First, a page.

(Editors’ note: The Midland Courier is reprinting the columns of the late Atty. Benedicto T. Carantes as a tribute to one of its long-time columnists. This piece was published on April 15, 2018.)
I ought to be ashamed of myself.
Practically all my cousins and other relatives speak fluent Ibaloy, but I only have a smattering of the dialect.
Rather disgraceful for someone whose forebears, together with the great Mateo Cariño, are listed in the history books as pioneers of Baguio.
Migrating from Atok to Baguio, my lolo Quidno and Mateo soon married into Baguio royalty. My lola Kensha Bajateng, Quidno’s wife, was a sister of Wakat Suello and Alumno Kidit, while Mateo tied the knot with heiress Bayosa Ortega.
Later on, both the Cariño and Carantes clans were bequeathed vast tracts of land by the Spanish rulers.
Mateo Cariño cut an imposing figure astride a white horse, only too willing to mix it up whoever cared to debate with him – on any subject. Fiercely protective of the Mateo landholdings, Mateo went all the way to the United States Supreme Court to argue his case against the American authorities trying to grab his land.
My lolo Quidno, on the other hand, preferred moving along the shadows, drinking and gambling even with scum, making sorties to Manila whenever a big race was being held at the San Lorenzo racetrack.
Quidno also gave away properties to friends and neighbors as a favor to them, like the Caguioas and the Dulays.
In sum, Mateo had foresight, while Quidno lived for the day and let tomorrow take care of itself.
Except for my astute uncle Busa, all of Quidno’s sons inherited his traits, treading his happy go lucky life.
At least his daughters married well – my auntie Cotning wedded Lampaso, Diaz, half owner of La Trinidad valley; my auntie Agumey married a Pilante of Loakan, himself a landowner; my auntie Nenita married rich Walshy Camdas, and my auntie Rosalind married a forest ranger who was a University of the Philippines graduate.
But all that is water under the bridge.
Today’s crop of Caranteses are either still living the good life, or pretending to live the good life.
According to Igorot folklore, Ibaloys are basically shy, (shy ma-ngo), naïve (native without the T), and lack certain social graces.
He is also quiet when sober, rowdy when drunk, perhaps his own way of catching attention to himself.
Yet, it is a source of amazement to me when an Ibaloy – man or woman – dances the tayao, they do so with ease and grace – bouncing, prancing and twirling, like they have wings on their feet and spring in their legs. My cousin, Pura Suello Suanding Molintas, is a delight to watch when she does the tayao.
In my younger years, I once pleaded with my dad to teach me the dialect and how to dance the tayao. His excuse was that my mom was more keen about teaching me Spanish and learning how to play the piano, and he didn’t want to invade into her turf.
But here’s what you should do, he added. This summer, go to Itogon and stay with your uncle Cio (Carantes-Fianza). In Itogon, everybody speaks Ibaloy, not Iloko, not even Pangalatok.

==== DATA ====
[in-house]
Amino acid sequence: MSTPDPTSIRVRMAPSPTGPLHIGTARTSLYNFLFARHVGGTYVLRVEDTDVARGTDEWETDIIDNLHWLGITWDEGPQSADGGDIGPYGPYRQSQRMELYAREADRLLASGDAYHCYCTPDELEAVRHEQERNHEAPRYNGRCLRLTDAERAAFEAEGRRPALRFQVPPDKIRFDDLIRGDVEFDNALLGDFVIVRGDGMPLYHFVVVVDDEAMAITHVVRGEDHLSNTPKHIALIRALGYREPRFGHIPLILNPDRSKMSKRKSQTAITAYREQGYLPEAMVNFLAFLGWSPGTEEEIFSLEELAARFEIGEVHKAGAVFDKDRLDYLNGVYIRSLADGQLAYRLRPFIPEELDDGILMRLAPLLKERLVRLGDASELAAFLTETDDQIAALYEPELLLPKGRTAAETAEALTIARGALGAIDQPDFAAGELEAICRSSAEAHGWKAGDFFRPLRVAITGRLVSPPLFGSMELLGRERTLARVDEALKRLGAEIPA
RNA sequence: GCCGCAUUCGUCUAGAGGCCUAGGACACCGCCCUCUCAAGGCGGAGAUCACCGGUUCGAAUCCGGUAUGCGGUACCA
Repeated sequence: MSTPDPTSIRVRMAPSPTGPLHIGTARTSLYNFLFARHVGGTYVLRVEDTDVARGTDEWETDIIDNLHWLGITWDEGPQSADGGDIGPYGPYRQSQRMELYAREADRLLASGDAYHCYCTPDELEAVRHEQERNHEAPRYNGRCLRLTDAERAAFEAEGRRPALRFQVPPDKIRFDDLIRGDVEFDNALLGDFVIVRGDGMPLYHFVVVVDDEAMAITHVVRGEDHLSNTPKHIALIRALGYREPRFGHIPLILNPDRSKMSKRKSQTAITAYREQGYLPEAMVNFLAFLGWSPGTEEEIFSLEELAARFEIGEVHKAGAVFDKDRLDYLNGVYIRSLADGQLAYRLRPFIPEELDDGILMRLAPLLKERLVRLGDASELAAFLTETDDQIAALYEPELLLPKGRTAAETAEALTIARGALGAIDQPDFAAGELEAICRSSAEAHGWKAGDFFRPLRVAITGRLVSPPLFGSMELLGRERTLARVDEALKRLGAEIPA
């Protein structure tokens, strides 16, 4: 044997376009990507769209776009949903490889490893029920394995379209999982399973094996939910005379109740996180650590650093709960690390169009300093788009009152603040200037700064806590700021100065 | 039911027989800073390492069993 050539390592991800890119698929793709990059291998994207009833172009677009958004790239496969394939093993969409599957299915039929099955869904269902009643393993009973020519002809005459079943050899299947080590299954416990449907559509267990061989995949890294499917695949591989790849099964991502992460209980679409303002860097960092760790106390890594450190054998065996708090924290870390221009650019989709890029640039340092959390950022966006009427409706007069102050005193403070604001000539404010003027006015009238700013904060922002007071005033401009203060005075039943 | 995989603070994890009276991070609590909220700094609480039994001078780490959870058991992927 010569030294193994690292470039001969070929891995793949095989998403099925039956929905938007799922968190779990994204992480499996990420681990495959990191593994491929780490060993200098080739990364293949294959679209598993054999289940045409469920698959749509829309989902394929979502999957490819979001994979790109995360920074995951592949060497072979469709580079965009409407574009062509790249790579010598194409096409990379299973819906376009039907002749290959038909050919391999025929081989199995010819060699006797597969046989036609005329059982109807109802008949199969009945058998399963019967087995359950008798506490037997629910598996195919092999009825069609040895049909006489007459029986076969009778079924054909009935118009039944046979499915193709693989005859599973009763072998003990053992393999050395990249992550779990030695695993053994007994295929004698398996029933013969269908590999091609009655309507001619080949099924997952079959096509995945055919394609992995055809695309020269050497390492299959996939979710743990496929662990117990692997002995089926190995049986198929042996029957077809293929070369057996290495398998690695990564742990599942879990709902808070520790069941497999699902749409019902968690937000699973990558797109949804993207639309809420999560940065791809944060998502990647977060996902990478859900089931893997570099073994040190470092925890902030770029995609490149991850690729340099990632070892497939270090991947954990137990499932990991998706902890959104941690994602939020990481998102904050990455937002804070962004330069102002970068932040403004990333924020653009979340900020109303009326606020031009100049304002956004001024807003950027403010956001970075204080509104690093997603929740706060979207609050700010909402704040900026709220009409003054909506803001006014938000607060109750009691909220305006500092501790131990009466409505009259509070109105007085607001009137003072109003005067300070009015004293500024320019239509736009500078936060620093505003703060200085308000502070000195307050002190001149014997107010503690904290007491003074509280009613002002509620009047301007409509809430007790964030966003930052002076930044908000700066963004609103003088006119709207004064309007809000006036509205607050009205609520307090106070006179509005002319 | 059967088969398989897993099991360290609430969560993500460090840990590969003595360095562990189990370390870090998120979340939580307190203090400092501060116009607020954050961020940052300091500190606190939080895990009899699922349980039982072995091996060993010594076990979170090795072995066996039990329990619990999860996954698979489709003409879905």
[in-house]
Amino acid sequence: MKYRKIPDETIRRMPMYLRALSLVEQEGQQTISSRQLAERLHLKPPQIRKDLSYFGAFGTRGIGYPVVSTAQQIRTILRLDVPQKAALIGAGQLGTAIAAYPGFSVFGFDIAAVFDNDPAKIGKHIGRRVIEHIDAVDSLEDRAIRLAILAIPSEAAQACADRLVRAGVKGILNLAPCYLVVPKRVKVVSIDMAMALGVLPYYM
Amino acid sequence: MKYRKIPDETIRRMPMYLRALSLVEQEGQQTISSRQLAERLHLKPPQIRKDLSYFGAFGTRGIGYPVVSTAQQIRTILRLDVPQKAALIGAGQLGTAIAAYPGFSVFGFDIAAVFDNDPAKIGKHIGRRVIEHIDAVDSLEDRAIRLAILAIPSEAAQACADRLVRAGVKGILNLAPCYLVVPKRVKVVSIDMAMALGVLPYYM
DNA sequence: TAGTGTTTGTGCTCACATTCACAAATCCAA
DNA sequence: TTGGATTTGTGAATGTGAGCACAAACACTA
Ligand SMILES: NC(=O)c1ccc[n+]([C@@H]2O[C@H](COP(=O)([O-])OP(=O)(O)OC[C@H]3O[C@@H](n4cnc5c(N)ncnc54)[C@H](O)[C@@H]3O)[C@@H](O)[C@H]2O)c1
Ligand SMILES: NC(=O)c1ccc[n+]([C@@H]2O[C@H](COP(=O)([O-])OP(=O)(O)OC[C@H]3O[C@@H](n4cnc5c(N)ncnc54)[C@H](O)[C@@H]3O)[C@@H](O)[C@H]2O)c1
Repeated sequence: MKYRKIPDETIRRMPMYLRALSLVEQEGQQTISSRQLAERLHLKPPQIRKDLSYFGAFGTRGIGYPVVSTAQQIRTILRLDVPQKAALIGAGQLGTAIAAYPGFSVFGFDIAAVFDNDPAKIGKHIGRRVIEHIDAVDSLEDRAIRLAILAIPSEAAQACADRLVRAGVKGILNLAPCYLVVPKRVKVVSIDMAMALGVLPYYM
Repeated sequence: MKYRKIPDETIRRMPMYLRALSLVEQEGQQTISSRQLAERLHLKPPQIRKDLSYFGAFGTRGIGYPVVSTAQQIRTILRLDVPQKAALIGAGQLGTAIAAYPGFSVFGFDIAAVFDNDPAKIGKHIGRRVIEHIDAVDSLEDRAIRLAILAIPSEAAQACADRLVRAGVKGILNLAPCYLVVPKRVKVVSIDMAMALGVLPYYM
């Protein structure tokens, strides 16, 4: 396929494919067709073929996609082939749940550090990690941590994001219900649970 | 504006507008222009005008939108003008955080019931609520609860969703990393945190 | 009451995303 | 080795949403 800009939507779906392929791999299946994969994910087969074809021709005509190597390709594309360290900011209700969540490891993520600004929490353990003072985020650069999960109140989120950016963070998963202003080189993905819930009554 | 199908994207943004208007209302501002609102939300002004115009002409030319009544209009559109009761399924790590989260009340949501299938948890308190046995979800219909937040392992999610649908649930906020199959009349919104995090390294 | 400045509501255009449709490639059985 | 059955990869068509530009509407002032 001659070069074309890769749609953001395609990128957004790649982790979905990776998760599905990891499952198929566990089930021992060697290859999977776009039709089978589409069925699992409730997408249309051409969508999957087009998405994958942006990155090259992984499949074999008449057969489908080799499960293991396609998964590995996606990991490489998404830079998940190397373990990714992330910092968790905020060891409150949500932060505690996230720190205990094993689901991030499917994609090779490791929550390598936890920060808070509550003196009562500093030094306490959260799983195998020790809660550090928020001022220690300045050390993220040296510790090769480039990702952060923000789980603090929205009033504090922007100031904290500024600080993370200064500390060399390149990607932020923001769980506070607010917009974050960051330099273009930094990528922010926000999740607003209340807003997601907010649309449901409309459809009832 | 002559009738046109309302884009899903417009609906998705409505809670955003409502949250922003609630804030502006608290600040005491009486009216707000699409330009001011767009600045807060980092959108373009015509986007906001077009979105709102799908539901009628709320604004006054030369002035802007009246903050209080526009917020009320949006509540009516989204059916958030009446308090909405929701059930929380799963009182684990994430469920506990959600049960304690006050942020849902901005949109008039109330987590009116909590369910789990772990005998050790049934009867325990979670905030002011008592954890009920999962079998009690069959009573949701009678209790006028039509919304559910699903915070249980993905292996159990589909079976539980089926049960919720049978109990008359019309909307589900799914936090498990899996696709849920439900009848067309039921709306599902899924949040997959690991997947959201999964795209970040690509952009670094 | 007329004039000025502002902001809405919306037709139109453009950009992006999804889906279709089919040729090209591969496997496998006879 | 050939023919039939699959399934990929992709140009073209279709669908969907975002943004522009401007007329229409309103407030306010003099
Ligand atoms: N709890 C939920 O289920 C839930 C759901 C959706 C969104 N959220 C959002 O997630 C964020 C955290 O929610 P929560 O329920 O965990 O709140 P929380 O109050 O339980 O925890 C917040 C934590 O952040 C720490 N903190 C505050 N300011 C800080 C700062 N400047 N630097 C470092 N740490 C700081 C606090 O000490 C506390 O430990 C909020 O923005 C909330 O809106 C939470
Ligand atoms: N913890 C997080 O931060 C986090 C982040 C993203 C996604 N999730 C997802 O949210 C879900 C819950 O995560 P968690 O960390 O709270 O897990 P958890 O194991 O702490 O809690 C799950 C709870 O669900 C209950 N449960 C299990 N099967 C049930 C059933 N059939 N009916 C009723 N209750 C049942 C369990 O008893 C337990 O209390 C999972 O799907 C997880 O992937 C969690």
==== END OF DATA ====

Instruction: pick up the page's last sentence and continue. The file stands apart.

So, you will learn fast enough. Your uncle Cio is mayor of the municipality, and he throws cañaos every now and then. Watch the dancers very carefully, and follow their lead.
April came, and with my cousin Pilo in tow, we hied off to Itogon, Benguet.
We didn’t last a week. What my dad failed to tell me was that Itogon is an oven in the summer, and sleep was impossible.
No aircons in those days, and in cool Baguio, no hardware store was selling electric fans.
Anyway, I was in Loakan last week, attending a three-day cañao hosted by the Dalislis family, in memory of their dearly departed.
Seeing all the animals being brought in, I kidded my sister Alice that should there be a demise in our family, no cows will be slaughtered, no pigs will be butchered, only “galletas” (hard biscuit) will be served to people who will come to pay their last respects – downed with weak tea or juice. Oh, one other thing I noticed two young Ibaloy girls were banging the ganza or gongs and rather expertly.
Sticking out from the back pockets of their jeans were shiny, black cellphones (the expensive kind).
Who was it that said East is East, and West is West, and never shall the twain meet.
Well, not in good old Loakan. In Loakan, Igorot traditions jibe with modern ways and technology. No more gin, only Double Black scotch. Me? Tapuey is my drink.
But even more painful is my two sons confronting me why they can’t speak Ibaloy and dance the tayao.
Do you know how embarrassing it is, they chime, to carry an old pioneer ibaloy surname, and not being able to speak the dialect and dance the tayao.
Itogon is no longer an option, my hospitable uncle Cio having passed to the great beyond, so I need to go and see fellow columnist, Morr Punguyan. Too late for me, but not for my kids.
Hopefully, Morr will be able to do for my two boys what my dad didn’t do for me.
How about it, Prof? As a favor to one who has lost track of his Ibaloy heritage.